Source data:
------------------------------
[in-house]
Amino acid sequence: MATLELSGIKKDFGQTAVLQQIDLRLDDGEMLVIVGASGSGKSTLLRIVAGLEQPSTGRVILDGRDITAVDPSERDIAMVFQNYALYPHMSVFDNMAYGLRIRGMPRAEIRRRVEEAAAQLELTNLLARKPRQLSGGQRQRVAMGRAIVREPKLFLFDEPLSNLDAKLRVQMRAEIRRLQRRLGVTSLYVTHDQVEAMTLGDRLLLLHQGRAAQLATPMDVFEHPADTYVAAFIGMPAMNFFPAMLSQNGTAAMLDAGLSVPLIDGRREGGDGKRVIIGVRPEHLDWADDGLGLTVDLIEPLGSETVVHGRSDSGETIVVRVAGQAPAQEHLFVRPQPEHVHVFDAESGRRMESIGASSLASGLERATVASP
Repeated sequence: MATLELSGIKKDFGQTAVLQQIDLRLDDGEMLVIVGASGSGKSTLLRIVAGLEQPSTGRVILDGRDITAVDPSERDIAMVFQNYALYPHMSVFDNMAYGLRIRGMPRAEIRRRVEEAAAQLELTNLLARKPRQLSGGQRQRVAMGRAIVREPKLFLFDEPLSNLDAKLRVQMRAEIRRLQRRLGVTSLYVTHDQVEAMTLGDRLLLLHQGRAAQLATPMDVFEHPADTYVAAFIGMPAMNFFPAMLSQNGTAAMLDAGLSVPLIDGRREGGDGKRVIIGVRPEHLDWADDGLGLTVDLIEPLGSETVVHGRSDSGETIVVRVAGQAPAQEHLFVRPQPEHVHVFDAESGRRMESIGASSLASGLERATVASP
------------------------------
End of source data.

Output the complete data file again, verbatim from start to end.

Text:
[in-house]
Amino acid sequence: MATLELSGIKKDFGQTAVLQQIDLRLDDGEMLVIVGASGSGKSTLLRIVAGLEQPSTGRVILDGRDITAVDPSERDIAMVFQNYALYPHMSVFDNMAYGLRIRGMPRAEIRRRVEEAAAQLELTNLLARKPRQLSGGQRQRVAMGRAIVREPKLFLFDEPLSNLDAKLRVQMRAEIRRLQRRLGVTSLYVTHDQVEAMTLGDRLLLLHQGRAAQLATPMDVFEHPADTYVAAFIGMPAMNFFPAMLSQNGTAAMLDAGLSVPLIDGRREGGDGKRVIIGVRPEHLDWADDGLGLTVDLIEPLGSETVVHGRSDSGETIVVRVAGQAPAQEHLFVRPQPEHVHVFDAESGRRMESIGASSLASGLERATVASP
Repeated sequence: MATLELSGIKKDFGQTAVLQQIDLRLDDGEMLVIVGASGSGKSTLLRIVAGLEQPSTGRVILDGRDITAVDPSERDIAMVFQNYALYPHMSVFDNMAYGLRIRGMPRAEIRRRVEEAAAQLELTNLLARKPRQLSGGQRQRVAMGRAIVREPKLFLFDEPLSNLDAKLRVQMRAEIRRLQRRLGVTSLYVTHDQVEAMTLGDRLLLLHQGRAAQLATPMDVFEHPADTYVAAFIGMPAMNFFPAMLSQNGTAAMLDAGLSVPLIDGRREGGDGKRVIIGVRPEHLDWADDGLGLTVDLIEPLGSETVVHGRSDSGETIVVRVAGQAPAQEHLFVRPQPEHVHVFDAESGRRMESIGASSLASGLERATVASP